Media outlets flock to Guangdong for better insight into Daya Bay NPP
A delegation of 40 journalists from the Chinese mainland, Hong Kong and Taiwan visited the Daya Bay Nuclear Power Base on July 24.
The delegates, led by Ma Xiaoguang, spokesperson for the Taiwan Affairs Office of the State Council, were from 30 media agencies, including the People’s Daily, Xinhua News Agency, Central Radio and Television Station, China News Service, United Daily News, Want Daily, China Business Times and China Review News Agency.
It was the first time for the Daya Bay Nuclear Power Base to receive Taiwanese media.
As this year is the 40th anniversary of the mainland's reform and opening-up, the visit should cast light on Shenzhen, an important window of those developments. Daya Bay Nuclear Power Base is both a landmark of Shenzhen’s reform and opening-up and the cradle of China’s large-scale commercial nuclear power, said Ma.
He hoped the media tour will showcase the image of China General Nuclear Power Corporation’s (CGN) clean energy development and the Daya Bay Nuclear Power Base to the people from Chinese mainland, Hong Kong and Taiwan.
CGN spokesman Huang Xiaofei outlined the overall situation of the enterprise and its achievements in expanding business along the Belt and Road and in other major projects at home and abroad.
CGN has grown into China’s largest and the world’s third largest nuclear power enterprise and the biggest nuclear power constructor in the world over the past 40 years. It is on par with a group of international nuclear power giants and has produced a calling card for China -- the HPR 1000.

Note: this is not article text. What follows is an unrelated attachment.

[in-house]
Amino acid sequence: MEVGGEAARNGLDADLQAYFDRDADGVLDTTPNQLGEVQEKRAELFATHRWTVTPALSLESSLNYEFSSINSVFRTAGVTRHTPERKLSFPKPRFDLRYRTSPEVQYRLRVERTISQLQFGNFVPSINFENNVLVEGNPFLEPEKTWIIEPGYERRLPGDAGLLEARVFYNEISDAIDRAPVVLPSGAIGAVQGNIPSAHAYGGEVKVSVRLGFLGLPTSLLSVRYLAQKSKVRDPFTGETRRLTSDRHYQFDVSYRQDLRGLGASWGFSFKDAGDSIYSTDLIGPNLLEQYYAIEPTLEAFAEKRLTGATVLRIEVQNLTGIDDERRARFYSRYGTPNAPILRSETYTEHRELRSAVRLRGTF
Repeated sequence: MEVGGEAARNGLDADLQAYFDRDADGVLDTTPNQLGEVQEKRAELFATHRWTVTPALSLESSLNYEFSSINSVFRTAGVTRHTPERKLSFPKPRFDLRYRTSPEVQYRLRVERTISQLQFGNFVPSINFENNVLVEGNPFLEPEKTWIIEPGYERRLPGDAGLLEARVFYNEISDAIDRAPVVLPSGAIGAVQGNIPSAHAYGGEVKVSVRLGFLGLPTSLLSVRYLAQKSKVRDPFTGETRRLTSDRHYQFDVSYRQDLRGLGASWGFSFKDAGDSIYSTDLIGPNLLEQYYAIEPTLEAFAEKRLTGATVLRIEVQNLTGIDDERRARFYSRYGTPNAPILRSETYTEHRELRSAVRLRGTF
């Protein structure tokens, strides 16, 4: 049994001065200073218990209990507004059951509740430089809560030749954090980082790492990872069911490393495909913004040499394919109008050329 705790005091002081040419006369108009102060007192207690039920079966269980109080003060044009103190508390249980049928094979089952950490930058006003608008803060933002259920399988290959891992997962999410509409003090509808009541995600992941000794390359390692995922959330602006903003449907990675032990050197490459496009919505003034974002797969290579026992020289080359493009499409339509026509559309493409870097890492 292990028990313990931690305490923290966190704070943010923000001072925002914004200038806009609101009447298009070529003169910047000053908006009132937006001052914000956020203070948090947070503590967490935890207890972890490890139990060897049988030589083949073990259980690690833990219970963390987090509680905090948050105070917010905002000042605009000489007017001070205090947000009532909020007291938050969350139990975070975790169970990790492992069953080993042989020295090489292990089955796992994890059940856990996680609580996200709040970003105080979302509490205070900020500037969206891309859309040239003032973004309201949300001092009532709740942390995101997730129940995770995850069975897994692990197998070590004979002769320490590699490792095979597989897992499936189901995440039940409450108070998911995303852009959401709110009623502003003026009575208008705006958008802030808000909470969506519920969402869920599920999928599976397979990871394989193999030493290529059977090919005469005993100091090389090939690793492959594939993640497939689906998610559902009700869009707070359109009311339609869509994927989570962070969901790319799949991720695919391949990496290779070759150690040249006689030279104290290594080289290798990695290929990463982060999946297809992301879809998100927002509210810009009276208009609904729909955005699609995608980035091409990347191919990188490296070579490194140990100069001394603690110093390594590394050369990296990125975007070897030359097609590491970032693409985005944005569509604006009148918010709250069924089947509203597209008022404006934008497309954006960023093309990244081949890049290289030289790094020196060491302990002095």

The delegates visited the nuclear power science popularization hall and the viewing terrace. They got a more direct understanding of nuclear power plants (NPP) by touring a simulator classroom and a simulated refueling water storage tank, which are designed to train power plant operators.
The classroom is a 1:1 simulation of NPP’s "brain" - the main control room -- used to train main control room operators.
The journalists learned that a qualified operator requires four to five years of rigorous training and the cost is equivalent to that of training a pilot. During the construction of the Daya Bay NPP, engineers had to receive training in Europe. At present, CGN itself has established a complete training system and trained a large number of professionals.
They also learned about the digital I&C system (DCS), known as the central nervous system of a nuclear power plant, which controls more than 260 systems and nearly 10,000 piece of NPP equipment. It plays a key role in ensuring safe, reliable and stable operation.
The CGN self-developed “FirmSys” is China’s first nuclear-grade DCS platform with independent intellectual property rights, which makes China the world’s fourth country capable of supplying such systems and breaks the long-term monopoly of foreign enterprises.
NPP outage is conducted every 12 or 18 months, during which about one third of the nuclear fuel is replaced. The simulated refueling water storage tank is built 1:1 to the real equipment, which ensures the training of refueling operators is conducted in a safe way.
Besides France, China is the only country that has such a teaching facility, which costs 200 million yuan ($29.28 million).
Huang said CGN has been inviting news media and the public to visit the nuclear power base in accordance with its valuing of ‘transparency’ as an important presupposition for effective communication and gaining trust.
He also answered questions concerning nuclear safety, cooperation with Taiwan’s nuclear power industry, and public communication regarding nuclear power.